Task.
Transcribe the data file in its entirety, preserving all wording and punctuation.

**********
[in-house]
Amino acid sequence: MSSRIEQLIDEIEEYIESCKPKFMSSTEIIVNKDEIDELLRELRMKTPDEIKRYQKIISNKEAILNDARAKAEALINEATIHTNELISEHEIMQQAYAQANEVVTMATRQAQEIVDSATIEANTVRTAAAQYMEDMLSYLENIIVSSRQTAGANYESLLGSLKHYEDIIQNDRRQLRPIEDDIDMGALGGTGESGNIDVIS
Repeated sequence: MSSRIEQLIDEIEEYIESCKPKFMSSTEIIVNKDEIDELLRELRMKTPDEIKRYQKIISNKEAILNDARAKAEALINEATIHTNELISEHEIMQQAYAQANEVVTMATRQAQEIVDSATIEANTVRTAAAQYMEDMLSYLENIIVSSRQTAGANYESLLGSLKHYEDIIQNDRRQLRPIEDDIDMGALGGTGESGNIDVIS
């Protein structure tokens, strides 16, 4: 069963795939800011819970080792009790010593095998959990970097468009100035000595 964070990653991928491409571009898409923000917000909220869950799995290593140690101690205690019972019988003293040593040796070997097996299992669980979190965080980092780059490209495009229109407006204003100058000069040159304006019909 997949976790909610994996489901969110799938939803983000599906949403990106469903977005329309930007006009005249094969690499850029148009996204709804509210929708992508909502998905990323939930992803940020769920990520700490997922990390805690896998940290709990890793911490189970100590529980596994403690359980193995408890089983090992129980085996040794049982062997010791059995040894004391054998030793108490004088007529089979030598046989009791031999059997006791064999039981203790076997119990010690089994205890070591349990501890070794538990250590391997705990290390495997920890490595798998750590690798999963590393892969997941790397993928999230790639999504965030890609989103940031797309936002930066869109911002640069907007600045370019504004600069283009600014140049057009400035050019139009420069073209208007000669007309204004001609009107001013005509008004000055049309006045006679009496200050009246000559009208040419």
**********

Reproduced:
[in-house]
Amino acid sequence: MSSRIEQLIDEIEEYIESCKPKFMSSTEIIVNKDEIDELLRELRMKTPDEIKRYQKIISNKEAILNDARAKAEALINEATIHTNELISEHEIMQQAYAQANEVVTMATRQAQEIVDSATIEANTVRTAAAQYMEDMLSYLENIIVSSRQTAGANYESLLGSLKHYEDIIQNDRRQLRPIEDDIDMGALGGTGESGNIDVIS
Repeated sequence: MSSRIEQLIDEIEEYIESCKPKFMSSTEIIVNKDEIDELLRELRMKTPDEIKRYQKIISNKEAILNDARAKAEALINEATIHTNELISEHEIMQQAYAQANEVVTMATRQAQEIVDSATIEANTVRTAAAQYMEDMLSYLENIIVSSRQTAGANYESLLGSLKHYEDIIQNDRRQLRPIEDDIDMGALGGTGESGNIDVIS
């Protein structure tokens, strides 16, 4: 069963795939800011819970080792009790010593095998959990970097468009100035000595 964070990653991928491409571009898409923000917000909220869950799995290593140690101690205690019972019988003293040593040796070997097996299992669980979190965080980092780059490209495009229109407006204003100058000069040159304006019909 997949976790909610994996489901969110799938939803983000599906949403990106469903977005329309930007006009005249094969690499850029148009996204709804509210929708992508909502998905990323939930992803940020769920990520700490997922990390805690896998940290709990890793911490189970100590529980596994403690359980193995408890089983090992129980085996040794049982062997010791059995040894004391054998030793108490004088007529089979030598046989009791031999059997006791064999039981203790076997119990010690089994205890070591349990501890070794538990250590391997705990290390495997920890490595798998750590690798999963590393892969997941790397993928999230790639999504965030890609989103940031797309936002930066869109911002640069907007600045370019504004600069283009600014140049057009400035050019139009420069073209208007000669007309204004001609009107001013005509008004000055049309006045006679009496200050009246000559009208040419």